The coming offseason will tell us quite a but about how Red Sox president of baseball operations Dave Dombrowski values draft picks versus free agents, writes WEEI.com’s Rob Bradford. As Bradford points out, Dombrowski never signed a free agent that had rejected a qualifying offer while serving as Tigers’ GM (he did, however, re-sign Victor Martinez, when letting him walk would’ve netted a comp pick), and Boston’s No. 12 overall selection in the 2016 draft is the second-highest unprotected pick, making it that much more difficult to surrender. The Sox will be connected to top pitchers like Zack Greinke, Jordan Zimmermann, Hisashi Iwakuma and Wei-Yin Chen, in addition to already having been connected to outfielder Alex Gordon, Bradford notes, but each would require parting with that premium pick.
A few more notes from the AL East…
- The Orioles like Daniel Murphy and could show interest in him this offseason writes MASNsports.com’s Roch Kubatko, though Kubatko himself admits that it is difficult to see how Murphy fits onto the roster. Jonathan Schoop and Manny Machado have Murphy’s two primary positions locked down, although as Kubatko notes, Murphy has experience a first base, and the O’s have the DH spot available as well. Murphy could, conceivably, rotate through those four spots in the lineup, giving Machado and Schoop breathers in the field and serving as insurance in the event of an injury. Nonetheless, he seems like an imperfect fit, or at least one that may not address the club’s top need, which is in the rotation.
- Dan Connolly of the Baltimore Sun writes that while Darren O’Day might be the likeliest of the Orioles’ impending free agents to return, the chances still aren’t great. O’Day could receive interest as a closer on the open market, Connolly notes, and the O’s showed last winter in letting Andrew Miller walk that they weren’t interested in paying closer money for a pitcher that would function as a setup man for the team. Connolly adds how important O’Day is to Baltimore’s pitching staff from a clubhouse leadership standpoint, though, also pointing to the Royals in highlighting the importance of having a dominant eighth/ninth inning combo at the back of a bullpen.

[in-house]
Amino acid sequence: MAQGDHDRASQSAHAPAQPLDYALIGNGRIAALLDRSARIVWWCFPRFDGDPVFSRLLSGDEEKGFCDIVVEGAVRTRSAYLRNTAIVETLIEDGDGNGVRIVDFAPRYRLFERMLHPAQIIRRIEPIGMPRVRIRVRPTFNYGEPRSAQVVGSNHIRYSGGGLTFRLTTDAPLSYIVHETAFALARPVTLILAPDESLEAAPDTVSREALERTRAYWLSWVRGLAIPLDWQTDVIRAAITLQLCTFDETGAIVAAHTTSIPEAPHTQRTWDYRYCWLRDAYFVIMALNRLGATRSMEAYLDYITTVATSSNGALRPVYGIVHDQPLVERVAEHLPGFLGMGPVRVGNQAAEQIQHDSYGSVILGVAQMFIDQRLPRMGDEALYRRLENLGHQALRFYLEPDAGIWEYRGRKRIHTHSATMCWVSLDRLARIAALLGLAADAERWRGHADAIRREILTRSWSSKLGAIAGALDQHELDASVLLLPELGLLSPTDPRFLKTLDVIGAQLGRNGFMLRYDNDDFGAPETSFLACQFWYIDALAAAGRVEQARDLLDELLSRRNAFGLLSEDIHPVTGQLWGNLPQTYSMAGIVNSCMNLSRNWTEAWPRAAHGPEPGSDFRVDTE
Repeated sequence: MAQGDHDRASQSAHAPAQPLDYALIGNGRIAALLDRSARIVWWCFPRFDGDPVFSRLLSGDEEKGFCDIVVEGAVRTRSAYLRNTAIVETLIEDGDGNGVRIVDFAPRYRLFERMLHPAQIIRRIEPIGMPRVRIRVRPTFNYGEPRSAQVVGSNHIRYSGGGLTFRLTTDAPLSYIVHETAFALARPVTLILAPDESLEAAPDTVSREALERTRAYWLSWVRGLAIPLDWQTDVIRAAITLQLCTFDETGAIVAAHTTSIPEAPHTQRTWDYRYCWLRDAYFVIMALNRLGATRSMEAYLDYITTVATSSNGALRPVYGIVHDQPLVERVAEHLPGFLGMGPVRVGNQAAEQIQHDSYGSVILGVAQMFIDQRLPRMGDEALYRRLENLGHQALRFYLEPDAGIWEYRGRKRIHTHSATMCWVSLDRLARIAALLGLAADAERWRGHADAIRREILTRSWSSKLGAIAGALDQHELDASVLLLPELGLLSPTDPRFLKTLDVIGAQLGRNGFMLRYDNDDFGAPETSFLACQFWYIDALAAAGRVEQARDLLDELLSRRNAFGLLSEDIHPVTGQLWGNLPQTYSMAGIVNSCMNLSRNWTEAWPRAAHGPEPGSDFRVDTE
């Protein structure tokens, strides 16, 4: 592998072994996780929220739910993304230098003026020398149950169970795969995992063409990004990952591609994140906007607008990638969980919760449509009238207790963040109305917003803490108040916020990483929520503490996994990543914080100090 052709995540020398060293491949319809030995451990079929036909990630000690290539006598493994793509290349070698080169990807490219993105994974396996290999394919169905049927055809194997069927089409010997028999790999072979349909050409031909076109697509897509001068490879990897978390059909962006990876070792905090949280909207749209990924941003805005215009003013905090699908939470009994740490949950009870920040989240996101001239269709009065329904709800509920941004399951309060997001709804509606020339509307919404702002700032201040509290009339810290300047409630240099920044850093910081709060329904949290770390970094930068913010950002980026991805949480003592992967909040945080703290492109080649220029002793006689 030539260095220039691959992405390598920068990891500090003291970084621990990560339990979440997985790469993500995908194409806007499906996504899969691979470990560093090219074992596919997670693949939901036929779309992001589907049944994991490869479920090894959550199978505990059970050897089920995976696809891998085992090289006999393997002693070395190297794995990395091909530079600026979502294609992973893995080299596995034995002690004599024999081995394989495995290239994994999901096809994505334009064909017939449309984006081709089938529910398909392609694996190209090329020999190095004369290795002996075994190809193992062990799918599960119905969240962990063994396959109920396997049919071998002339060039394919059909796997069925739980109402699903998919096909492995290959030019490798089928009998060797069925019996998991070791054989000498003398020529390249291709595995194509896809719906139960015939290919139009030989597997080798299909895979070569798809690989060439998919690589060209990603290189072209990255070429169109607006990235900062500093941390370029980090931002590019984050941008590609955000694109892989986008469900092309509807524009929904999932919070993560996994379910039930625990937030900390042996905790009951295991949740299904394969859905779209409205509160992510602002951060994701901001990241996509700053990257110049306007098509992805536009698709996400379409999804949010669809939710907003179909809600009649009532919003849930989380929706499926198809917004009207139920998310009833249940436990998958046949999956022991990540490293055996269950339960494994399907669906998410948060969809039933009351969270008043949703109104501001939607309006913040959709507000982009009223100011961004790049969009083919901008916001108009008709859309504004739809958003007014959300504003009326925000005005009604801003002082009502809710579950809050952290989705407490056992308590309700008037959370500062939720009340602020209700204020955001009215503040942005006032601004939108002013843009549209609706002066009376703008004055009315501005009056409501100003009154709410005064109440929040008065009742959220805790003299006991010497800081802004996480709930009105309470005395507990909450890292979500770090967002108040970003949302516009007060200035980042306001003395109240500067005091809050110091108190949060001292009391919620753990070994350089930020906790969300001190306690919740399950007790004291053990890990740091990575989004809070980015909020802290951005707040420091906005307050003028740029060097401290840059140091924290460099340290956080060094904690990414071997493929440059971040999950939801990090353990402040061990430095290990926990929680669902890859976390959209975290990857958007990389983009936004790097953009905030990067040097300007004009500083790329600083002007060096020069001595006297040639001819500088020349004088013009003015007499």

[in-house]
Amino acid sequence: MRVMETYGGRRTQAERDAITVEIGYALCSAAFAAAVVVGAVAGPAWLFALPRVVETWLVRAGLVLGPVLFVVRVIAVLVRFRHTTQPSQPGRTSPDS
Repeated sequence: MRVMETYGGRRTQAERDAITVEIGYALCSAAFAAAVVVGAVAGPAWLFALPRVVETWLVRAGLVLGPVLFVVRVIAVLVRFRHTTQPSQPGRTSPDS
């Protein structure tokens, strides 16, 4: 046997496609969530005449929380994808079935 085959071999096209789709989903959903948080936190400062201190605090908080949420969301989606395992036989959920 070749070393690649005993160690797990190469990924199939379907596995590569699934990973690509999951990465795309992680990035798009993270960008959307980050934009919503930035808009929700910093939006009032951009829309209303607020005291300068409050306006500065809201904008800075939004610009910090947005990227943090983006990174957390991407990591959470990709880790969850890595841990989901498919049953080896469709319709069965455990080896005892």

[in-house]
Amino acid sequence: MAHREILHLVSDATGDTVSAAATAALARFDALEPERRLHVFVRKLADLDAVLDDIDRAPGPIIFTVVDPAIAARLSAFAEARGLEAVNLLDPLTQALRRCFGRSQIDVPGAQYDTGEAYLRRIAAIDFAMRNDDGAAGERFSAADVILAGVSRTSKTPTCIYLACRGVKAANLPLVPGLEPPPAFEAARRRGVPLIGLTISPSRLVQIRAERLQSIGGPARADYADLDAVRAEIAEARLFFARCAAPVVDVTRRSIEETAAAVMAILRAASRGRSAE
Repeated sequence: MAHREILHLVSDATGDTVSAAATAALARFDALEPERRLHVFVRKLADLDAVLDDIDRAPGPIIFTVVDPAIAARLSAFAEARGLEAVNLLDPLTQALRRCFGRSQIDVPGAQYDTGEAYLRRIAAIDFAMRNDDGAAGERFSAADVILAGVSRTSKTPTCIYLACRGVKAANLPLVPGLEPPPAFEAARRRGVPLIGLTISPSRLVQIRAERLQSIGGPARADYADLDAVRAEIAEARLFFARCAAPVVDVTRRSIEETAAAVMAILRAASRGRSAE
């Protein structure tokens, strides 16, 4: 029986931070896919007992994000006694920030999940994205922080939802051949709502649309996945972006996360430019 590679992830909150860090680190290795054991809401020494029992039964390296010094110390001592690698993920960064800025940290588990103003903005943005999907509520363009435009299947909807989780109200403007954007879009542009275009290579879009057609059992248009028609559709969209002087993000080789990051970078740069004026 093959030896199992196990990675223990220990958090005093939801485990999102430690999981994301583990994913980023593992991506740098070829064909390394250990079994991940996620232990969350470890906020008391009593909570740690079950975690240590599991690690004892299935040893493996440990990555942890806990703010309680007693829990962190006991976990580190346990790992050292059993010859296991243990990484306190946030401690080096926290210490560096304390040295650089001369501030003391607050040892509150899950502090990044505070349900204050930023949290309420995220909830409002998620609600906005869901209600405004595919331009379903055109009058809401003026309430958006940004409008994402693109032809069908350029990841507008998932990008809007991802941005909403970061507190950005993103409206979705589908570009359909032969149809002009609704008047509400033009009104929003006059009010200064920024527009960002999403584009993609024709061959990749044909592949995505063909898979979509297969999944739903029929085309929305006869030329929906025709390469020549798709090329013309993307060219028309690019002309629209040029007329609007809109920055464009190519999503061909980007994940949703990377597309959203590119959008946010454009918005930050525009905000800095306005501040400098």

- Chad Jennings of the Journal News provides an early offseason checklist for the Yankees, noting that the club has six players on the 60-day disabled list but will only open up four spots via departing free agents. Jennings points out that Sergio Santos (one of the aforementioned 60-day players) is an easy candidate to be removed from the 40-man roster, and Diego Moreno, also on the 60-day DL, could be designated for assignment if the team doesn’t view him as part of the future. Other candidates include Domingo German, Austin Romine, Chris Martin and Andrew Bailey. Jennings also looks at Brendan Ryan’s mutual option and takes a look back at the Yankees’ recent early-November moves, noting that we shouldn’t rule out a few relatively notable transactions in the next couple of weeks.
- Incoming Blue Jays president Mark Shapiro, who will be formally announced at a press conference this afternoon, has a history of trading for unheralded prospects that blossom into stars, writes Sportsnet’s Nick Ashbourne. As Ashbourne points out, Shapiro acquired Coco Crisp, Travis Hafner, Shin-Soo Choo, Michael Brantley, Corey Kluber and Yan Gomes in various trades despite the fact that none ranked higher than seventh on Baseball America’s pre-season prospect rankings for the organization from which they were acquired. Excluding Brantley, none ranked better than 16th. There were some notable missteps, trading away Brandon Phillips and Chris Archer too soon, but it’s an impressive history nonetheless. Shapiro will, of course, have a significant increase in financial resources with Toronto, but the Jays aren’t the type of team that can fill out its roster solely through spending, so a keen eye for undervalued prospects will be an important trait. Shapiro currently sits atop the Jays’ baseball operations pyramid after GM Alex Anthopoulos stunningly left the team last week, reportedly due to differences with Shapiro and due to the fact that ownership promised Shapiro baseball operations autonomy when hiring him.